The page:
Pathways to a People: Gullah Geechee Culture

Wednesday, February 19, 2020

As part of African American History Month the Jacksonville Public Library hosted Pathways to a People: Gullah Geechee Culture.  The event was in partnership with the the U.S. National Park Service and the Gullah Geechee Cultural Heritage Corridor Commission.

Jacksonville has a rich Gullah Geechee heritage in small communities such as Cosmo and Fulton.

map of Gullah Geechee communities in Jacksonville

 

The Gullah Geechee people traditionally lived along the Southeast coast of the United States both on the sea islands and inland.  The Gullah Geechee Cultural Heritage Corridor extends from Pender County, North Carolina to St. Johns County, Florida.

Ennis Davis is a certified senior planner who holds a degree in Architecture from Florida A&M University. He is the author of the award winning books “Reclaiming Jacksonville,” “Cohen Brothers: The Big Store” and “Images of Modern America: Jacksonville.” A mayoral appointee to the Northeast Florida Regional Transportation Commission, Davis has served with various organizations committed to improving urban communities, including the American Planning Association and the Florida Trust for Historic Preservation. A 2013 Next City Vanguard, Davis is a co-founder of Modern Cities and TransForm Jax, and a former citizen member of the Florida Times-Union editorial board.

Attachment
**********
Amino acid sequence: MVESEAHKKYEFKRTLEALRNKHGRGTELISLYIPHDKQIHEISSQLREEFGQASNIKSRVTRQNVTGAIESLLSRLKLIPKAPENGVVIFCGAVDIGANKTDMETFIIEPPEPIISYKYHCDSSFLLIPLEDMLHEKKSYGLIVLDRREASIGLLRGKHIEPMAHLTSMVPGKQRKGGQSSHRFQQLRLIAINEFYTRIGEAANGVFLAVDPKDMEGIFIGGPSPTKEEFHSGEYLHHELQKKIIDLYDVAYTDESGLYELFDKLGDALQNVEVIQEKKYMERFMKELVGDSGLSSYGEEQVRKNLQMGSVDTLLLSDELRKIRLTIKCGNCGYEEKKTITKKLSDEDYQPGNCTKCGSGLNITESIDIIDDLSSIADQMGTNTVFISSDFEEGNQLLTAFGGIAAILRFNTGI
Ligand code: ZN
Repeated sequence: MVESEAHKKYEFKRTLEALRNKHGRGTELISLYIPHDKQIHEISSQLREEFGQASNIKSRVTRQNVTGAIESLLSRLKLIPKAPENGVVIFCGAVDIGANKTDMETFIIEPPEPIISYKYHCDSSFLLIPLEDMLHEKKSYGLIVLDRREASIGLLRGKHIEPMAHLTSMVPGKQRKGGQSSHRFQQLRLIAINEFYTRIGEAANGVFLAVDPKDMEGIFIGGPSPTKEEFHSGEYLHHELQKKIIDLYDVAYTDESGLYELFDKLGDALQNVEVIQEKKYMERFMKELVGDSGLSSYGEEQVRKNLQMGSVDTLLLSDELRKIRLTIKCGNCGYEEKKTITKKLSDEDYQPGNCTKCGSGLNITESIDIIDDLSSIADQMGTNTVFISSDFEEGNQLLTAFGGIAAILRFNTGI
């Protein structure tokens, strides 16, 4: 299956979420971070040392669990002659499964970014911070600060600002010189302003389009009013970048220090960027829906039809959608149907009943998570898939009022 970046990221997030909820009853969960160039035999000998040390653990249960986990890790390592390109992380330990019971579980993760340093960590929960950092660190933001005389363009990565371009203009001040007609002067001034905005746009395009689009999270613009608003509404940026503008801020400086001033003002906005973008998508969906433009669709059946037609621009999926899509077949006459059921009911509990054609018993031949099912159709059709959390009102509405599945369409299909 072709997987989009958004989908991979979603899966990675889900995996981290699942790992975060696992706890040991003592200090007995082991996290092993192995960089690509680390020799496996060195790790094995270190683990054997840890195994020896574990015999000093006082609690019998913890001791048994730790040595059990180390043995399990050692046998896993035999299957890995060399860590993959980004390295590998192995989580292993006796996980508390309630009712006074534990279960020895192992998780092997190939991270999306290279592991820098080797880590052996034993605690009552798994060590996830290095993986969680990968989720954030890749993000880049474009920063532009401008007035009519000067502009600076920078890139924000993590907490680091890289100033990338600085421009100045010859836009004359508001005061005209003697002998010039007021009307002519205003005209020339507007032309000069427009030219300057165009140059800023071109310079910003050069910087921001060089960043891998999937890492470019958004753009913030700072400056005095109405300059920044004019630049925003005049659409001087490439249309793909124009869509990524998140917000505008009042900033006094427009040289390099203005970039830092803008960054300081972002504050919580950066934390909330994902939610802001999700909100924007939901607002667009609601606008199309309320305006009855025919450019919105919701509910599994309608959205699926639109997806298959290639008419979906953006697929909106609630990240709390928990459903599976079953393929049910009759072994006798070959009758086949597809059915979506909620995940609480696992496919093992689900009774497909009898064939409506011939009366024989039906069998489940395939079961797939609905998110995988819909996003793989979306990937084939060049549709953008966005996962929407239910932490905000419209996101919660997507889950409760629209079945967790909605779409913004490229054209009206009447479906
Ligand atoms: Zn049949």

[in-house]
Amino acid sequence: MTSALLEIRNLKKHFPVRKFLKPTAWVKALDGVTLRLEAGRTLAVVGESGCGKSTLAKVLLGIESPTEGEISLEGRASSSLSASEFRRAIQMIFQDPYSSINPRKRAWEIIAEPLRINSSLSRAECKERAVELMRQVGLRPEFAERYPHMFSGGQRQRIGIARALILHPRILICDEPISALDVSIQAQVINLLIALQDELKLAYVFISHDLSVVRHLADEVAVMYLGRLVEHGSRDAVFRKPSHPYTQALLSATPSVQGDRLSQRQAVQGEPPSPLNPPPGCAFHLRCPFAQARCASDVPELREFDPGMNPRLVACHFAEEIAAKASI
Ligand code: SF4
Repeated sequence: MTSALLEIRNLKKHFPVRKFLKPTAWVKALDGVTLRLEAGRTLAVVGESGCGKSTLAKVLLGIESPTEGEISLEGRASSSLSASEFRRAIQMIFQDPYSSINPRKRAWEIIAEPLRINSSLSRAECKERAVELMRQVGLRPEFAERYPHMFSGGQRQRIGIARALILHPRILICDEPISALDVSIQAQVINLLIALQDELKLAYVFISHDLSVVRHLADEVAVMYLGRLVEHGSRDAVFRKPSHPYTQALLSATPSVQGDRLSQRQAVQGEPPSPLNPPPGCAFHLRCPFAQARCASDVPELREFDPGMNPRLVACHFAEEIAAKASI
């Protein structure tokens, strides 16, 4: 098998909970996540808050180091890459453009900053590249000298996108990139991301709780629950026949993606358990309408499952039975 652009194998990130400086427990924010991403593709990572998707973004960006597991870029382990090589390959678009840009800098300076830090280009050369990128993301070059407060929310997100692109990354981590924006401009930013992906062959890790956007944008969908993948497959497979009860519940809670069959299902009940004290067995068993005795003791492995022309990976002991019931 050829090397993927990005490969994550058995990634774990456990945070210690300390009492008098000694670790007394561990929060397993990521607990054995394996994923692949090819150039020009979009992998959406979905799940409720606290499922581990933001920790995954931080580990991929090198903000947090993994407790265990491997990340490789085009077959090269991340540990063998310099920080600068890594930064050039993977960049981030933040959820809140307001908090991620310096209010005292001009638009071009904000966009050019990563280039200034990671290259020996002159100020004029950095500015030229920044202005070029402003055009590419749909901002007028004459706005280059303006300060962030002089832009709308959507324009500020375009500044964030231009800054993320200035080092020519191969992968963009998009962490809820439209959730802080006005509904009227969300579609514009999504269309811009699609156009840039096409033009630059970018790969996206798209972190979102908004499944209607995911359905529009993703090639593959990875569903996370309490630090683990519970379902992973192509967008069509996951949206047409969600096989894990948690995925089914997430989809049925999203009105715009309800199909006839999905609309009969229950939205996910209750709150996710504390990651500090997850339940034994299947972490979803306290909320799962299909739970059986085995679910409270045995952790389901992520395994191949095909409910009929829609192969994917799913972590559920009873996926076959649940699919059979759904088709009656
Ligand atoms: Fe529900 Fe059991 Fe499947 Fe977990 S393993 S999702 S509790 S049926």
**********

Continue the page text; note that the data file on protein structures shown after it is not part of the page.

Theodore Johnson is a Community Engagement Specialist with the Timucuan Ecological and Historic Preserve of the National Park Service.

Saundra Morene is the President / CEO of the Jacksonville Gullah Geechee Nation Community Development Corporation.

There are many ways to celebrate the achievements and contributions made by African Americans, and to honor their struggles for freedom and equality. Discover the rich cultural influence of African Americans in Northeast Florida and beyond through books, pamphlets, photographs, newspapers, documents and multimedia available in our African-American Collection.

cover of making gullah

Making Gullah: A History of Sapelo Islanders, Race, and the American Imagination (The John Hope Franklin Series in African American History and Culture) by Melissa L. Cooper.

cover of Cooking the Gullah Way

Cooking the Gullah Way, Morning, Noon, and Night by Sallie Ann Robinson

 

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